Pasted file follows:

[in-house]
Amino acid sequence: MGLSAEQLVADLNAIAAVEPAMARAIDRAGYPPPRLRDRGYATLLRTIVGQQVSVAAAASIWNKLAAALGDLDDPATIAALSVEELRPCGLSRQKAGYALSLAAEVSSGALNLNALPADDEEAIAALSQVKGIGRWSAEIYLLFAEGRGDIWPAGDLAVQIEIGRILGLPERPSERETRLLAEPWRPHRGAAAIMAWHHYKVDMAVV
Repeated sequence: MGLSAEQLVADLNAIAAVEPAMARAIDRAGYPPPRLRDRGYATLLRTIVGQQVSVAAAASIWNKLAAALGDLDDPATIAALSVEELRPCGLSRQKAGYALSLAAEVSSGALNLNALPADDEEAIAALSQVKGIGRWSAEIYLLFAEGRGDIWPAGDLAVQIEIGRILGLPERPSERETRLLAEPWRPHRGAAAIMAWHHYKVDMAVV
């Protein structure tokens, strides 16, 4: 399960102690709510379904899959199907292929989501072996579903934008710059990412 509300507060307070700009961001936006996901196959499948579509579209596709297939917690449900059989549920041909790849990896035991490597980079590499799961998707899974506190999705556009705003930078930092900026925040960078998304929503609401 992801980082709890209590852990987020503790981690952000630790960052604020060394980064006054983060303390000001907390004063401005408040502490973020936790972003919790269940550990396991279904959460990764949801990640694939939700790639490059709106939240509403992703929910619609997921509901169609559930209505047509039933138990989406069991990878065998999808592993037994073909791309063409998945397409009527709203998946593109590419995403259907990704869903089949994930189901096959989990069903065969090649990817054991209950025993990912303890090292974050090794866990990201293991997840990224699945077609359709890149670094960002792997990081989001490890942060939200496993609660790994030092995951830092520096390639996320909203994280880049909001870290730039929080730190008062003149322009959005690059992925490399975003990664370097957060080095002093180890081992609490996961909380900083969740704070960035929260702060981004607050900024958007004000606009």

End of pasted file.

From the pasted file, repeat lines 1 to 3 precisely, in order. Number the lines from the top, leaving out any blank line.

[in-house]
Amino acid sequence: MGLSAEQLVADLNAIAAVEPAMARAIDRAGYPPPRLRDRGYATLLRTIVGQQVSVAAAASIWNKLAAALGDLDDPATIAALSVEELRPCGLSRQKAGYALSLAAEVSSGALNLNALPADDEEAIAALSQVKGIGRWSAEIYLLFAEGRGDIWPAGDLAVQIEIGRILGLPERPSERETRLLAEPWRPHRGAAAIMAWHHYKVDMAVV
Repeated sequence: MGLSAEQLVADLNAIAAVEPAMARAIDRAGYPPPRLRDRGYATLLRTIVGQQVSVAAAASIWNKLAAALGDLDDPATIAALSVEELRPCGLSRQKAGYALSLAAEVSSGALNLNALPADDEEAIAALSQVKGIGRWSAEIYLLFAEGRGDIWPAGDLAVQIEIGRILGLPERPSERETRLLAEPWRPHRGAAAIMAWHHYKVDMAVV